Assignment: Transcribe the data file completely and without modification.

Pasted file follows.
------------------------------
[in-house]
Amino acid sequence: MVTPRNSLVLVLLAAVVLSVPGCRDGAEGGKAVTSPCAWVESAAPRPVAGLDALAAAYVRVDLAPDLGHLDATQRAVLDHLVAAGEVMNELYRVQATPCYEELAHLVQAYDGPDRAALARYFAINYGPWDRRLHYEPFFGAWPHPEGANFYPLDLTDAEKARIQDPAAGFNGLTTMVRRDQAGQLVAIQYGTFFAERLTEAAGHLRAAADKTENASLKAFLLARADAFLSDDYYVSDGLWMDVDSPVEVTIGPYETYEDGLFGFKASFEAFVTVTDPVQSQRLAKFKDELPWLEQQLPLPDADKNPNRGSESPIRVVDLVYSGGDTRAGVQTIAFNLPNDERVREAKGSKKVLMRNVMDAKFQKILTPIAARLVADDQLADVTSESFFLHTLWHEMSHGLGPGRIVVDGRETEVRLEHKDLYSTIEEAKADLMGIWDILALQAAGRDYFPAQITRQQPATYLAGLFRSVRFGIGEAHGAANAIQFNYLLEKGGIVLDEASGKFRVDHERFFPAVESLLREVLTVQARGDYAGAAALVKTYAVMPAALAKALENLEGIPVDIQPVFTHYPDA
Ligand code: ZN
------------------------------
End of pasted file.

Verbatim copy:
[in-house]
Amino acid sequence: MVTPRNSLVLVLLAAVVLSVPGCRDGAEGGKAVTSPCAWVESAAPRPVAGLDALAAAYVRVDLAPDLGHLDATQRAVLDHLVAAGEVMNELYRVQATPCYEELAHLVQAYDGPDRAALARYFAINYGPWDRRLHYEPFFGAWPHPEGANFYPLDLTDAEKARIQDPAAGFNGLTTMVRRDQAGQLVAIQYGTFFAERLTEAAGHLRAAADKTENASLKAFLLARADAFLSDDYYVSDGLWMDVDSPVEVTIGPYETYEDGLFGFKASFEAFVTVTDPVQSQRLAKFKDELPWLEQQLPLPDADKNPNRGSESPIRVVDLVYSGGDTRAGVQTIAFNLPNDERVREAKGSKKVLMRNVMDAKFQKILTPIAARLVADDQLADVTSESFFLHTLWHEMSHGLGPGRIVVDGRETEVRLEHKDLYSTIEEAKADLMGIWDILALQAAGRDYFPAQITRQQPATYLAGLFRSVRFGIGEAHGAANAIQFNYLLEKGGIVLDEASGKFRVDHERFFPAVESLLREVLTVQARGDYAGAAALVKTYAVMPAALAKALENLEGIPVDIQPVFTHYPDA
Ligand code: ZN